Revived buddy program achieves mutual benefit

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Several bright-eyed students were seen during the first few days of school roaming around in white T-shirts labeled “SISA.” The “SISA” logo, which stands for Seoul International School Ambassadors, indicated members of the buddy program, an initiative focused on actively welcoming new high school students. The program, recently revived by high school counselors Chris Thomson and Mercy Jesudass, selected 44 returning students to serve as tour guides and companions. The buddy program was widely acclaimed by both teachers and students for its newly introduced aspects of formal training sessions for buddies and increased personal interaction.

Unlike last year’s buddy program, which only required buddies to individually email new students over the summer, this year’s program coached buddies and arranged more activities for the student pairs. From the third week of March to nearly the end of the previous school year, members of the buddy program were required to attend six training sessions. Each session was dedicated to learning a specific skill, such as how to start conversations or find commonalities with respective partners. Trainees further practiced newly learned material though role-playing and other practices with Gray Macklin, advisor for testing and student services.

“This year, we were taught [by the counselors]how to approach the new students and make them feel more at home,” said Yena Lee (10), a returning buddy program member. “I felt somewhat nervous having to talk to [someone I had never met before], but I think my training helped greatly in making me feel more confident. Instead of just waiting for my [new student partner]to come talk to me and ask me questions, this year I felt I could go up to her first and ask, ‘How’s school?’ without hesitation.”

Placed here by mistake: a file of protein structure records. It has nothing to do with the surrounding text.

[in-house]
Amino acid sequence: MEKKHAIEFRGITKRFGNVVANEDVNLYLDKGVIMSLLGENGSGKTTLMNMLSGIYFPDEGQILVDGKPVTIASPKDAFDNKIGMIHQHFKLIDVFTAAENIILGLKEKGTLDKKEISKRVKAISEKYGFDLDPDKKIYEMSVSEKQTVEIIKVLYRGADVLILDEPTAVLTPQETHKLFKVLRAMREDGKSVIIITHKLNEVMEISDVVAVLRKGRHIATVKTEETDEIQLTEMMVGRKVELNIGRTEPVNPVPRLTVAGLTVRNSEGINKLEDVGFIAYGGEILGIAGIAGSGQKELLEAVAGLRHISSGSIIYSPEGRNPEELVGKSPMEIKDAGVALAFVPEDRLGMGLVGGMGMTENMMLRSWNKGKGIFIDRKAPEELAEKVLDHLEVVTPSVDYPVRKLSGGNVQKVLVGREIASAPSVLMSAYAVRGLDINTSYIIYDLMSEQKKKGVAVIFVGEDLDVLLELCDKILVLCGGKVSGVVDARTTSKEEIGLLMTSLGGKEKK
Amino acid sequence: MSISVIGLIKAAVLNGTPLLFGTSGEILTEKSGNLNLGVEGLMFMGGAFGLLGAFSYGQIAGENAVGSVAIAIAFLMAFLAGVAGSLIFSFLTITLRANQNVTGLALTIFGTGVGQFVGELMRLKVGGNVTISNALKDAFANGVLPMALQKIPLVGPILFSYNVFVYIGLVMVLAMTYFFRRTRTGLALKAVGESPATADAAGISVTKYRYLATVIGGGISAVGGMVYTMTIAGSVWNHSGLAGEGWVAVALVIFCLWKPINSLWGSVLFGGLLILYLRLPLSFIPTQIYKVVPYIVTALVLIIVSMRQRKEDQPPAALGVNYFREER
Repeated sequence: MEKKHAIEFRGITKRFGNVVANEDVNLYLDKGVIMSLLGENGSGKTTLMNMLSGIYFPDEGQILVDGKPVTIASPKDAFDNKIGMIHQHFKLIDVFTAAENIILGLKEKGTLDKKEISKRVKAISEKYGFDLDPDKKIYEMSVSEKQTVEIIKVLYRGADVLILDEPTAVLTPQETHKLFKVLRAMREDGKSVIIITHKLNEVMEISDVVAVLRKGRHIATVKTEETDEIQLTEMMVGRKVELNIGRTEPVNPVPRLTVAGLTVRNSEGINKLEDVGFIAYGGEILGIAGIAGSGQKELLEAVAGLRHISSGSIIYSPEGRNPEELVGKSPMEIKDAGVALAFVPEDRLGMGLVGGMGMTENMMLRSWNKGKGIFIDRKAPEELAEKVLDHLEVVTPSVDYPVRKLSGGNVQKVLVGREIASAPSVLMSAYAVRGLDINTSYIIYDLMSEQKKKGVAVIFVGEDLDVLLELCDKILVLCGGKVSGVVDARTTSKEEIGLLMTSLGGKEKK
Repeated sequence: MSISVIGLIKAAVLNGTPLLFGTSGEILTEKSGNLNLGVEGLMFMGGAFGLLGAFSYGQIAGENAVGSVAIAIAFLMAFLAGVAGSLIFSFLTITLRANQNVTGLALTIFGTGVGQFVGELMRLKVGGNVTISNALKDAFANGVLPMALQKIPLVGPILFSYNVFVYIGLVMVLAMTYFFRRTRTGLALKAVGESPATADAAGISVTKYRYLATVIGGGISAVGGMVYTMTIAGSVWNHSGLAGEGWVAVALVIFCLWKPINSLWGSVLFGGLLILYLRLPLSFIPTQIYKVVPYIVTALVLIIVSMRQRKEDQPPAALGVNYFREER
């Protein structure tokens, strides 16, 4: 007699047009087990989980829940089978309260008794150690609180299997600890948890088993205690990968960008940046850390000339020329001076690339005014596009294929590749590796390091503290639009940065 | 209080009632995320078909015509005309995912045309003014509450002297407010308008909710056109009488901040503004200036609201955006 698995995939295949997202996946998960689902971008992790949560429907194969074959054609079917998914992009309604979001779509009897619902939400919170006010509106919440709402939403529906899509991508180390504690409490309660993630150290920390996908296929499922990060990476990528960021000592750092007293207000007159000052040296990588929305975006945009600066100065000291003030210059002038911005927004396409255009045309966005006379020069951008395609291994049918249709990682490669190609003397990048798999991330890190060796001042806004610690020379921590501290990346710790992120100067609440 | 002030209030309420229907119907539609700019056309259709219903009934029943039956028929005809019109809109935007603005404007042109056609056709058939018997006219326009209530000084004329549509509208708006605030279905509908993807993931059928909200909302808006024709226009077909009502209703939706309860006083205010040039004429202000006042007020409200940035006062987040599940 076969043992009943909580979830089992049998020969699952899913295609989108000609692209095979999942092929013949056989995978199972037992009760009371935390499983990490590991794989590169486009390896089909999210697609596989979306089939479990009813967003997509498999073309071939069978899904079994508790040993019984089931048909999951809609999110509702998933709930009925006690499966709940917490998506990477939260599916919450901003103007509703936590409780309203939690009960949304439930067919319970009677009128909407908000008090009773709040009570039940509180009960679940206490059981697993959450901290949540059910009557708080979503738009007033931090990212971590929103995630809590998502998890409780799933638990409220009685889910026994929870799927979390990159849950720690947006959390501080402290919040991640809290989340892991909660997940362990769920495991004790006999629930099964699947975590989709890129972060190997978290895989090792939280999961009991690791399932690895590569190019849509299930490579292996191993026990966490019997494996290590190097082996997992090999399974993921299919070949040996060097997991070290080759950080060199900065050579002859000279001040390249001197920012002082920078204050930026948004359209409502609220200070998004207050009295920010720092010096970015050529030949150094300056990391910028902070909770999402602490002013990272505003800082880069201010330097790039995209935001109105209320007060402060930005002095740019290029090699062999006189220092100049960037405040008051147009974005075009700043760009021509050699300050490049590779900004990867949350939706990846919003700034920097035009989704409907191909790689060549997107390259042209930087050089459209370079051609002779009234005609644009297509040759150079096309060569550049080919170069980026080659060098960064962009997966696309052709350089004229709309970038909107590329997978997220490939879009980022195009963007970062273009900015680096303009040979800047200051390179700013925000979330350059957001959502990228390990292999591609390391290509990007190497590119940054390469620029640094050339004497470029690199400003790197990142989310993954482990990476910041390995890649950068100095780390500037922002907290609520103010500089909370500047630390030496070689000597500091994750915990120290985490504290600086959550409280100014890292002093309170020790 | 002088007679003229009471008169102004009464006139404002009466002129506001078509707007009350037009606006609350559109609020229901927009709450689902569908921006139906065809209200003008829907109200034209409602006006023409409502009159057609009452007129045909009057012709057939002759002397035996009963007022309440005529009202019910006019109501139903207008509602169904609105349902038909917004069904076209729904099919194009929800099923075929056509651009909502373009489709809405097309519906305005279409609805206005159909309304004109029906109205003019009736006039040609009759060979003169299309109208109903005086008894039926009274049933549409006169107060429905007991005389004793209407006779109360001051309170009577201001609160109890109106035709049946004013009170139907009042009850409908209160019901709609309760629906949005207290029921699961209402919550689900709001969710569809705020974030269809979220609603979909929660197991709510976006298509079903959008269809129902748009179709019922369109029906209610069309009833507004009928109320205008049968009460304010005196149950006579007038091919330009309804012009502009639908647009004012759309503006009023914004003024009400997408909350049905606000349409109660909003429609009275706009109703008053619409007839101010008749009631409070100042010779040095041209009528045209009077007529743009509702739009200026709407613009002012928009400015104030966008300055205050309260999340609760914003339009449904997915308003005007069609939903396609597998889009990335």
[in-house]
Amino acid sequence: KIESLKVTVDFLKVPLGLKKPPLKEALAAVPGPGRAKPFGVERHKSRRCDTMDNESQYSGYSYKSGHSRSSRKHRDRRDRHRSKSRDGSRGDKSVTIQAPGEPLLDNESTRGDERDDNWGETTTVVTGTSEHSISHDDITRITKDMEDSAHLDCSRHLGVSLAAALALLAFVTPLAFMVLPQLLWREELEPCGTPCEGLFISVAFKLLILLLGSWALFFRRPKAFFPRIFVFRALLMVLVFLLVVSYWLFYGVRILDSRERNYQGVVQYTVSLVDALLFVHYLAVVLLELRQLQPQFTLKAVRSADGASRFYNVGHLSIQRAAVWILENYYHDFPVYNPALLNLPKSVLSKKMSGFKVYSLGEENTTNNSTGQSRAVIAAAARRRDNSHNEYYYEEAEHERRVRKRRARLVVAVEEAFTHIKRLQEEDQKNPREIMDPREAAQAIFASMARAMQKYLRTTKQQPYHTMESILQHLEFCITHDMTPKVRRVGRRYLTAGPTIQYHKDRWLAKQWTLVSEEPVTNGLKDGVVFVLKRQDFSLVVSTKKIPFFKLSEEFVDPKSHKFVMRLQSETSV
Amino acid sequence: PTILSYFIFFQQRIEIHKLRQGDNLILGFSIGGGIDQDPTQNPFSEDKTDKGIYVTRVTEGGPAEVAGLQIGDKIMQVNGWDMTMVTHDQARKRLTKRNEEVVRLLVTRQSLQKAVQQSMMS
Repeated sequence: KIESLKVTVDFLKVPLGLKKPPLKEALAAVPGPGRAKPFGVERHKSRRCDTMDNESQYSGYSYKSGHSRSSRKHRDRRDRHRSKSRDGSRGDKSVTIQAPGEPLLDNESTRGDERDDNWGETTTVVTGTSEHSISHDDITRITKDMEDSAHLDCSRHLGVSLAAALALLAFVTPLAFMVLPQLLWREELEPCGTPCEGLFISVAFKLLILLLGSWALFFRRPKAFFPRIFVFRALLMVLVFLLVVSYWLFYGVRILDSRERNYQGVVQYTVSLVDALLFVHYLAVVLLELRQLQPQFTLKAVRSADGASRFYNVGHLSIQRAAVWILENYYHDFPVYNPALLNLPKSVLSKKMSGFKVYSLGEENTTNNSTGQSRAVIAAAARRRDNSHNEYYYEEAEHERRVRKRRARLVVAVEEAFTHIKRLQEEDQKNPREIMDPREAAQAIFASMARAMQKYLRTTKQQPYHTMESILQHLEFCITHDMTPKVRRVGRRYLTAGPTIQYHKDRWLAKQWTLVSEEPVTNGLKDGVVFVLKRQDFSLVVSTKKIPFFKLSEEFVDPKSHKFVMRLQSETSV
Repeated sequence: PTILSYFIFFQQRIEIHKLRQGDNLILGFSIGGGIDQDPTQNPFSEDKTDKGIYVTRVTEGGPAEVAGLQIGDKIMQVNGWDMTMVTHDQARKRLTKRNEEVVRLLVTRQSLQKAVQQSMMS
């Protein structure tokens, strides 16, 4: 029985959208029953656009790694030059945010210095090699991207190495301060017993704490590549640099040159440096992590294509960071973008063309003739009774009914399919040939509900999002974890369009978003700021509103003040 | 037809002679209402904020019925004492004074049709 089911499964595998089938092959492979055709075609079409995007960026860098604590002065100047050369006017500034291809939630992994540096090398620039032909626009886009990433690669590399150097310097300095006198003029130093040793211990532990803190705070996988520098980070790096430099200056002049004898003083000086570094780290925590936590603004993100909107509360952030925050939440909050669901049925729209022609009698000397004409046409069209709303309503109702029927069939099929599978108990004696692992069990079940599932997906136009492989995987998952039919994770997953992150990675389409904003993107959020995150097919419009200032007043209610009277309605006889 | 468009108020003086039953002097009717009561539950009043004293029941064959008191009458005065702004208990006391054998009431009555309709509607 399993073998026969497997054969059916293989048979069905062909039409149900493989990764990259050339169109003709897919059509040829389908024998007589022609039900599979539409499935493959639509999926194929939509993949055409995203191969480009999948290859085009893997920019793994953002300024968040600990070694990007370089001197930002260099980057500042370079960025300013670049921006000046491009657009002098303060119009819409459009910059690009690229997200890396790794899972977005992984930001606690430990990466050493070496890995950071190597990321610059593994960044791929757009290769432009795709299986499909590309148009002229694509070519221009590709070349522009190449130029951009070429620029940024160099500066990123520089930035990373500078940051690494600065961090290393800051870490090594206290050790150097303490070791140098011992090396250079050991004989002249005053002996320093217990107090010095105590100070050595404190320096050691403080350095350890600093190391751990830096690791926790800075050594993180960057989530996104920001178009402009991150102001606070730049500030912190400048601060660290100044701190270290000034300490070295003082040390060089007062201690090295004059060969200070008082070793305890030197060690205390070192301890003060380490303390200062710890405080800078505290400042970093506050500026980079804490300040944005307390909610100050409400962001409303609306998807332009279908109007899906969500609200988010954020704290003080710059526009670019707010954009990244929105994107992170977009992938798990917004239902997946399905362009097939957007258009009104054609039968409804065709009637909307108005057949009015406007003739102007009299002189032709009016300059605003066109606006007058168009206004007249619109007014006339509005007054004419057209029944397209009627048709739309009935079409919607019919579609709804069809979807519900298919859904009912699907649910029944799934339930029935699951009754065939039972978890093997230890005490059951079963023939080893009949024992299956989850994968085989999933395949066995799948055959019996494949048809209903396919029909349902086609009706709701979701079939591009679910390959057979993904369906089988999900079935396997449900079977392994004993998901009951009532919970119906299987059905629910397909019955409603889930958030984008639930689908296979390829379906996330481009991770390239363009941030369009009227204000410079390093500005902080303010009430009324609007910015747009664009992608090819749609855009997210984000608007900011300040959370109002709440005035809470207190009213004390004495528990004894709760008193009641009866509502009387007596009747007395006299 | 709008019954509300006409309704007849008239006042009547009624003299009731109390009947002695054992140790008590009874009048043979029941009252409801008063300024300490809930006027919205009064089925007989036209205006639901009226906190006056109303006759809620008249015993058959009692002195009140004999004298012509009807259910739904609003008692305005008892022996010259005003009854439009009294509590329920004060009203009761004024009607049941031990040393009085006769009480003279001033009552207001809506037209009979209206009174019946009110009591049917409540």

The extended buddy schedule not only provided program members with better guidance, but also allowed partners more time to get to know each other. Buddies started interacting with their partners via email during the summer and first met on orientation day. Once school started, buddies wore customized T-shirts during office hours and activity period to be more easily identifiable for any new student who needed help.

“My buddies were really nice and I easily got close to them, especially because I shared a common interest of sports with one of my buddies,” said Youngjoon Yun (10), a new student. “I feel like they tried really hard to help me. I even ate lunch outside of school with my buddies after the orientation.”

Buddies, including Sabin Macklin (11), felt the renewed buddy program not only helped new students feel more welcome at SIS, but also came with benefits to the existing student buddies. Sabin, as well as other buddies, quickly realized the fun of helping new students and found themselves opening up to actively guide their new student buddies.

“Before, I rarely interacted with anyone I did not know since I already had my friends,” said Karen Joo (10), buddy program member. “I feel like I improved my social skills of approaching people through the scenarios we went through during training sessions. I now feel more compelled to talk to new students who were not my assigned buddies and make new friends.”

According to Ms. Jesudass, although it is still early to see how the new students are transitioning into SIS, the noticeable increase of voluntary student initiative in helping the new students further than what buddies are asked to do presents a positive outlook. Counselors will continue to meet with new students throughout the beginning of the year via both personal sessions and group events such as the annual pizza lunch that was held on Aug. 25.

“I came recently in eighth grade when we didn’t have this kind of program,” said Yunah Han (10), buddy program member. “I feel like [the revived buddy program]would have helped me feel a lot more relaxed [at SIS]with someone by my side willing to listen and always offer a helping hand. I loved my title as a buddy where I had the opportunity to approach new students more freely. When my partner told me she was so happy to have me as a buddy, I felt proud of all my hard work this year.”

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Soomin Chun

Soomin Chun is a sophomore and a reporter for TTONL. Her passions are widespread, including biology, volleyball, and writing. She is nocturnal yet cannot function without ample sleep, so you can often see her dozing off all day and staying up late at night.

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